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Reinventing The Clap Reaction

Using technology to express human emotions.

November 28, 2021
5 min read


Throughout the years, people everywhere have used clapping as a way to communicate and to express some of their emotions such as happiness, excitement, and even frustration.

With technology, we're able to create tools to help us express ourselves in many ways, and different apps and websites tried various ways to create tools to help us better express ourselves in the digital world. For example, Messenger has sound reactions, and clapping there is just a crowd clapping and cheering, and in Zoom and other conferencing apps, the clapping reaction only appears on the screen silently.

Clapping reaction in Messenger & Zoom
Clapping reaction in Messenger & Zoom

The clapping reaction in these apps is either too limited (single use case) like in Messenger, or too subtle like in Zoom & Slack, and this doesn't give people a lot of choice when it come to expressing themselves.

How to design a better clapping reaction that mimics clapping in real life?

After looking at these apps and a bunch more it felt like there's something missing – All these different clapping reactions that I've tested did not satisfy the need and want to be able to express myself as I can in real life.

If we do a simple analysis of how clapping works we'll notice that the 2 most important factors for making a clap sound authentic and real are:

1: Multiple clapping sounds:

When you clap, if you pay attention to the sound you will notice that each clap sounds slightly different in a random way; this is due to multiple factors like the palms meeting point, clapping speed, ...etc.

2: Clapping speed & pattern:

The ability to control the clapping speed, and to do it in a specific pattern is what gives a clap a unique identifiable meaning. Here are a couple of examples of those patterns:

  • One Clap: For calling attention and for a dramatic pause – An example of that is using it in class to get students' attention.
  • Two Claps: Also for calling attention – Sometimes used in restaurants to get the waiter's attention.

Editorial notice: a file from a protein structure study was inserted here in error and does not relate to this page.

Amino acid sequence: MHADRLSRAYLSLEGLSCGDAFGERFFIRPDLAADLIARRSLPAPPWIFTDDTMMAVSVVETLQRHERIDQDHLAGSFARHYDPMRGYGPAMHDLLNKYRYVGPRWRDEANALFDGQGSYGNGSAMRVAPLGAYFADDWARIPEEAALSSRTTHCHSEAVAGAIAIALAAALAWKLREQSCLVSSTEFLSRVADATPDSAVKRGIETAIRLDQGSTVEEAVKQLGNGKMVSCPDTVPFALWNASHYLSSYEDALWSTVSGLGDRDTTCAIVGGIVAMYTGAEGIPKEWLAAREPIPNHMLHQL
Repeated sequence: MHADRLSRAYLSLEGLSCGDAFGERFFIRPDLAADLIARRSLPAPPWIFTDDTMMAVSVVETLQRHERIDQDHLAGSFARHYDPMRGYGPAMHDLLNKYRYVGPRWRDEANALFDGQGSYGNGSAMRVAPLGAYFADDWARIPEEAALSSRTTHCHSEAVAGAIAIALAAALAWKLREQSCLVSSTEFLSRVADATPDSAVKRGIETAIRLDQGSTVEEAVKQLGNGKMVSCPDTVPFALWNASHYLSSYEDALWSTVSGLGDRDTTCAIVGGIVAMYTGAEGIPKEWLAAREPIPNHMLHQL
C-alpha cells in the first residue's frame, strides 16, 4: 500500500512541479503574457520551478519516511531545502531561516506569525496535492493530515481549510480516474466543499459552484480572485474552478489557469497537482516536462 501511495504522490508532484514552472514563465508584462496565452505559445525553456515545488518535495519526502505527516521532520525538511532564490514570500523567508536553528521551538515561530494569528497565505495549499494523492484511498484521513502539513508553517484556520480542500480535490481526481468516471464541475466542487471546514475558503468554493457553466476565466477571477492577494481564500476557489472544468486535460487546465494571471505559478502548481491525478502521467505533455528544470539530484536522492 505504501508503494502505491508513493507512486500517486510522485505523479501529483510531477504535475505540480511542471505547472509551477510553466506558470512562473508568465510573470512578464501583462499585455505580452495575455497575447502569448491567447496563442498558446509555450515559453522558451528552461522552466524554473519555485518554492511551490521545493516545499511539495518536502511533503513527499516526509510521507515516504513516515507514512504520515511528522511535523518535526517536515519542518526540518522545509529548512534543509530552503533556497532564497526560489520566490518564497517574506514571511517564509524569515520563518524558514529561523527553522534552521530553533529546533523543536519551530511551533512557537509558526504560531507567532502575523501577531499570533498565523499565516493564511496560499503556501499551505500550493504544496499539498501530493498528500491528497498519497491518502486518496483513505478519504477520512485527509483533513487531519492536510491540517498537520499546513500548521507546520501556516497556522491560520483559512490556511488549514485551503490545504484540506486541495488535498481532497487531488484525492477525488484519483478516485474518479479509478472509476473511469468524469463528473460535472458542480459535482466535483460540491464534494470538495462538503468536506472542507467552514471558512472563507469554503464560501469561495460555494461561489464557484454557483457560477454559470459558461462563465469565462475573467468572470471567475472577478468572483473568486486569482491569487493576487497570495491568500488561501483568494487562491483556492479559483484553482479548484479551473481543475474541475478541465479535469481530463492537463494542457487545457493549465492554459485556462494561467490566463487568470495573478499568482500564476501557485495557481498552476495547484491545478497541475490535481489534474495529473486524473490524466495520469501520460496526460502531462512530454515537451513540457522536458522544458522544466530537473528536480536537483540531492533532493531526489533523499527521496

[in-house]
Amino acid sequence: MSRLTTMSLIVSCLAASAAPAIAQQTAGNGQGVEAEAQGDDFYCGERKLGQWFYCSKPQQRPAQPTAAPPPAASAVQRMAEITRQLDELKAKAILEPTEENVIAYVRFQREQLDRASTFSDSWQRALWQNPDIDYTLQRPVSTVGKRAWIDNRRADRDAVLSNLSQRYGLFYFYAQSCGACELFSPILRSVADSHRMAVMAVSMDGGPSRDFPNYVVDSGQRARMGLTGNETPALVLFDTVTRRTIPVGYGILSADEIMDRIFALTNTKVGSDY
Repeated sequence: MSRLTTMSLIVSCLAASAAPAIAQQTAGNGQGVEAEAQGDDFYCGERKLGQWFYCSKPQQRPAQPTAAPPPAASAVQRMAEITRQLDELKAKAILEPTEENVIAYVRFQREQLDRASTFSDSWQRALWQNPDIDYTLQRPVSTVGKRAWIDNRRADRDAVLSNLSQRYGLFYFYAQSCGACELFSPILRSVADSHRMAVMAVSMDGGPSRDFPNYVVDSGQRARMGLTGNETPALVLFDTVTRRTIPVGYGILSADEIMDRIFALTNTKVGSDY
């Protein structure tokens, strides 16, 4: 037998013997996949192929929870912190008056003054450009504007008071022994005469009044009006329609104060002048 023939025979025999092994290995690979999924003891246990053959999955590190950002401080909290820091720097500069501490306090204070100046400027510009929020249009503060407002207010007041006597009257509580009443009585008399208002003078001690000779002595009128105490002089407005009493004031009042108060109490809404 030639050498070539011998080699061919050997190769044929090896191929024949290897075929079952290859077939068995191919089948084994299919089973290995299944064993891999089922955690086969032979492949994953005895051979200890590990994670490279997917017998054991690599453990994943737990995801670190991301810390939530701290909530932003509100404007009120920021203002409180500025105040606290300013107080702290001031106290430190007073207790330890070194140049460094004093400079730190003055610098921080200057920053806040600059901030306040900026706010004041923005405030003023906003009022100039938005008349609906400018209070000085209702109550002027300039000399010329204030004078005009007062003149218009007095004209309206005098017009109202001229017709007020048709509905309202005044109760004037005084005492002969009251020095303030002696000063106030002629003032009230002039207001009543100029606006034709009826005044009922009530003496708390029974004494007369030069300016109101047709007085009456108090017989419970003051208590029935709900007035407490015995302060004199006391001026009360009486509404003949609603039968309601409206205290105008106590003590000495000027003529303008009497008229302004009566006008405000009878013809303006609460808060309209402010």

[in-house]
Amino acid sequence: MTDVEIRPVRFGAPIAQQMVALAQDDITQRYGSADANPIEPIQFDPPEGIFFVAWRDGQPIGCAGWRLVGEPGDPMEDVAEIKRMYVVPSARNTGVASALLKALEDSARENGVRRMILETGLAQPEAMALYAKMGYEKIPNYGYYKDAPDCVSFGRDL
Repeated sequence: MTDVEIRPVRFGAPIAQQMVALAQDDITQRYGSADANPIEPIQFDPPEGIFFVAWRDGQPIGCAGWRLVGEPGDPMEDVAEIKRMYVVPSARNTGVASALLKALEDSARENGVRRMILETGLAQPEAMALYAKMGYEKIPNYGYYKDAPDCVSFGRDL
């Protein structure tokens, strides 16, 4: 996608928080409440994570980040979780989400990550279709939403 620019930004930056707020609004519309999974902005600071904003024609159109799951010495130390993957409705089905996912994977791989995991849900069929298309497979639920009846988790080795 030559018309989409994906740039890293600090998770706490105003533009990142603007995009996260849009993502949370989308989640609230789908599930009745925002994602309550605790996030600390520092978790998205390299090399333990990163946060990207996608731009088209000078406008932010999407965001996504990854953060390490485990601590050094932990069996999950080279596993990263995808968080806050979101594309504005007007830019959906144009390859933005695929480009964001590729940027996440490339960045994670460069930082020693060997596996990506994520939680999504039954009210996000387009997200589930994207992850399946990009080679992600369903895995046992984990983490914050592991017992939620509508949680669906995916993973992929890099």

• Multiple Slow Claps: For a dramatic effect, and also to show sarcasm.
  • Multiple Claps: For applauding to show approval or praise.
  • ...etc.

The Prototype!

Now that I have a better idea of what makes clapping sound and feel real, I decided to build a prototype to test my theories and to see if it'll actually feel real! My hope was that my prototype will allow people to clap digitally in a way that's indistinguishable from clapping in real life!

The prototype I build was a very basic page where you could do 1 thing only, which is reacting with a clap using either the letter C on your keyboard or by clicking anywhere on the page – One thing you'll notice when you try the prototype is that every clap has a slightly different sound to mimic claps in real life.

The other thing I wanted to test is to see how clapping with a group would feel. I wanted it to feel as close to reality as possible, and to be able to test that, I added a setting in the prototype that would allow you to play multiple claps at the same time to mimic a real-life situation with a group.

Test it out and see for yourself!

How did I design and build the prototype?

1: Getting the sounds

I wanted a set of clap sounds that are slightly different from each other, but still share common audio signatures – I looked online but I couldn't find what I needed so I decided to record my own sounds in my closet (just like I did for, and then edited the sounds files in Audacity to make sure they're high quality and clear.

2: JS Libraries

I used Audiosprite to combine the multiple clapping sounds I've recorded into a single file for better performance and smaller file size. Audiosprite also generates a JSON file that can be used with Howler.js which is the other library I've used to play these sound clips.

3: JS Framework – Vue 3

I didn't really need to use any JS frameworks to build the prototype since it's pretty basic, however, I thought using one would make things a bit easier, and at the same time, it'd be a good opportunity to try out Vue 3 since I've only used Vue 2 in the past.

4: Hosting & Deployment – Netlify

Just like the last couple of projects I published this one is also hosted and deployed on Netlify – Quick, easy, and reliable.

What's next?

I'm currently working with an amazing team at Ronday building the future of collaboration tools, and clapping would add a lot to the experience; it'll allow people to have more natural interactions just like in real life.

The end!

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